She shared a photo of herself with husband Sebastien at the Queen’s tennis tournament in West London, saying: ‘I think you all know, by my general lack of being on here (dancing!), that Things have moved (in the wrong direction) very quickly cancer wise.’
BBC podcast presenter Deborah James, 39, from London, has shared an emotional tweet in which she revealed her mother has been ‘nursing her back to life’ for the past month (pictured together)
Deborah praised her ‘superman’ husband, Sebastien Bowen, for ‘keeping the family together’ during a ‘crazy a** scary week’. She had two children with the banker, Hugo, 13, and Eloise.
The upbeat deputy head-turned-campaigner and presenter added: ‘I do have a glimmer of hope and options and am greatful to my team who are currently pulling a “next step” plan together that doesn’t including writing me off just yet!’
Revealing she’d endured many tests and scans in recent days, Deborah said she’d ‘earnt a hell of a lot of brownie points for the amount of time I’ve spent on scanners and having tests this week’.
She added that: ‘Whilst it goes without saying that I’ve felt at rock bottom, I’m not giving up hope just yet.’
The mother-of-two finished the post by saying she was ‘taking the weekend to snuggle up with my family so you won’t see me on here, and I urge you to do the same.’
Last year, Deborah began taking new experimental drugs as part of a trial after her oncology team gave her the green light to do so.
In April, James shared that her cancer, which has been kept at bay by pioneering treatment, was back again and she was forced to endure a 12th operation.
London-based Deborah, who recently launched ITV’s Lorraine’s ‘No Butts’ campaign, designed to get people talking about the illness’s main symptoms, revealed how she recently asked her oncologist whether this was the ‘beginning of the end’ following her most recent results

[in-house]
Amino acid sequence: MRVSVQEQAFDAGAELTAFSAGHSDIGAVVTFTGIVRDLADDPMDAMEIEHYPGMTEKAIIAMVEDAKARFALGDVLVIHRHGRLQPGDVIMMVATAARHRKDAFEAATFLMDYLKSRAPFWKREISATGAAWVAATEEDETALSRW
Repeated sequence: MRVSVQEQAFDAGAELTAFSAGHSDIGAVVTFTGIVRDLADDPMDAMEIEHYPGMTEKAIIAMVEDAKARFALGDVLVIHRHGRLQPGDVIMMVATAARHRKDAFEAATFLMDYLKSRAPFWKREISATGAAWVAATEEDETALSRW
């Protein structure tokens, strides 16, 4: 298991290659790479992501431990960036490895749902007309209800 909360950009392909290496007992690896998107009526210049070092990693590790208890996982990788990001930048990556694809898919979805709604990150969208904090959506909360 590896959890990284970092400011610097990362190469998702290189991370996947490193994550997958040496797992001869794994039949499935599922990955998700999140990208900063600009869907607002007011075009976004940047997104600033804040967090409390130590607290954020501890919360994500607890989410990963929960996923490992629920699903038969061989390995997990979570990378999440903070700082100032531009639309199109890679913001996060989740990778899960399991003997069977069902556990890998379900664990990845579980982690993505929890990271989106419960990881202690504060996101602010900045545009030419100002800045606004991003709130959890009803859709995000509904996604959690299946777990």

Deborah, who was diagnosed with bowel cancer in 2016, told Instagram followers scan results had shown: ‘Things have moved (in the wrong direction) very quickly’
She praised her husband, Sebastien Bowen, for ‘keeping the family together’, posting a picture of the couple at Queen’s tennis tournament in West London
In December 2016, the West London mother-of-two, a deputy head, was diagnosed ‘late’ with incurable bowel cancer.
She has frequently said that as a vegetarian runner, she was the last person doctors expected to get the disease.
After sharing her experiences on living with the disease on social media, Deborah became known as the ‘Bowel Babe’ and began writing a column for the Sun.
Last year, after several years of surgery, chemo and radiotherapy, Deborah underwent CyberKnife and ablation.
The surgery was a success and her cancer became inactive. But while Deborah continued undergoing daily targeted drug therapy to keep the cancer at bay, she told how just as lockdown restrictions in the UK started easing, her cancer ‘wanted in on the party’ and started waking up.
Deborah, who says that as a stage 4 cancer patient all she wants is ‘hope and options,’ added that the node is inoperable and that her body is unable to cope with any more radiotherapy in that area.
However, with an oncologist confirming Deborah’s cancer is spreading to ‘limited sites’ in a ‘specific way,’ local therapies – including a mix of CyberKnife and ablation – have so far had positive outcomes.
Deborah has also undergone a new type of ablation known as NanoKnife – an ablation procedure that uses low energy electrical pulses to create defects in cell membranes, resulting in loss of homeostasis and subsequent cell death.
Campaigner, broadcaster and author Deborah James said protecting cancer care should be a priority (pictured upon leaving hospital after going through an operation to treat her stage four metastatic bowel cancer)
The mother-of-two talks about her cancer on Instagram under her moniker Bowel Babe, and shares glimpses of her treatment (pictured during a treatment session in hospital)
Source: | This article originally belongs to Daily Mail